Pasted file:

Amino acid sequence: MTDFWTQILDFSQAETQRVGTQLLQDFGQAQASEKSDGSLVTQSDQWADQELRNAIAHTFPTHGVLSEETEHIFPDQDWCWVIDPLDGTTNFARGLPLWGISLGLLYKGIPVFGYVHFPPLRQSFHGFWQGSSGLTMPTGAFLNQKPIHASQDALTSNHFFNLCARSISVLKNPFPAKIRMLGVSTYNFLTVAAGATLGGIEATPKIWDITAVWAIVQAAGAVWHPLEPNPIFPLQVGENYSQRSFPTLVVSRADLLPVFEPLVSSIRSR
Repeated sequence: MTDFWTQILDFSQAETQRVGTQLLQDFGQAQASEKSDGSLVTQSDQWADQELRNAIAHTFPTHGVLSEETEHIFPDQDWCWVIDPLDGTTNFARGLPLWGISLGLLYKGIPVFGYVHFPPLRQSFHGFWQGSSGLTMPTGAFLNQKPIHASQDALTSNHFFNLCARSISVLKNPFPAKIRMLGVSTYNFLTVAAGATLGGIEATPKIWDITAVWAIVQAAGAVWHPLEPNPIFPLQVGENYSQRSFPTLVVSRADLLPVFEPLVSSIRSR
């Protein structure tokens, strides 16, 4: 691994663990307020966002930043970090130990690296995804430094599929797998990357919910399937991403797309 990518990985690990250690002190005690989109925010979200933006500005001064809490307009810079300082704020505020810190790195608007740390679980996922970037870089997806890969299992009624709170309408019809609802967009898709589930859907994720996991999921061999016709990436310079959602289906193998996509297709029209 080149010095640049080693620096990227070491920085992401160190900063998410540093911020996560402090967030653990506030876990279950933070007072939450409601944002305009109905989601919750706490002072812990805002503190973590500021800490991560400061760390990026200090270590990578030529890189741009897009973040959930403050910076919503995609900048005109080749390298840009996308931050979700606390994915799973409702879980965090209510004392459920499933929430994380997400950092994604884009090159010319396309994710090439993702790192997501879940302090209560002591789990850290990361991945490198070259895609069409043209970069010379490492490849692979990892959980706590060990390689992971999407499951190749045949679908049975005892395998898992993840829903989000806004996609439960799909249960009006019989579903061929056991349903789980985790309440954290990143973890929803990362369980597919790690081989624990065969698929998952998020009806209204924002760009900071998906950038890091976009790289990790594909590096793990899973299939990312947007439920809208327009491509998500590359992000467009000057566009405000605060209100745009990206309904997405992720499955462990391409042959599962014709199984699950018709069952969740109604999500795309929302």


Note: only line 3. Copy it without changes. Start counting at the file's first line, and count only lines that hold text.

């Protein structure tokens, strides 16, 4: 691994663990307020966002930043970090130990690296995804430094599929797998990357919910399937991403797309 990518990985690990250690002190005690989109925010979200933006500005001064809490307009810079300082704020505020810190790195608007740390679980996922970037870089997806890969299992009624709170309408019809609802967009898709589930859907994720996991999921061999016709990436310079959602289906193998996509297709029209 080149010095640049080693620096990227070491920085992401160190900063998410540093911020996560402090967030653990506030876990279950933070007072939450409601944002305009109905989601919750706490002072812990805002503190973590500021800490991560400061760390990026200090270590990578030529890189741009897009973040959930403050910076919503995609900048005109080749390298840009996308931050979700606390994915799973409702879980965090209510004392459920499933929430994380997400950092994604884009090159010319396309994710090439993702790192997501879940302090209560002591789990850290990361991945490198070259895609069409043209970069010379490492490849692979990892959980706590060990390689992971999407499951190749045949679908049975005892395998898992993840829903989000806004996609439960799909249960009006019989579903061929056991349903789980985790309440954290990143973890929803990362369980597919790690081989624990065969698929998952998020009806209204924002760009900071998906950038890091976009790289990790594909590096793990899973299939990312947007439920809208327009491509998500590359992000467009000057566009405000605060209100745009990206309904997405992720499955462990391409042959599962014709199984699950018709069952969740109604999500795309929302």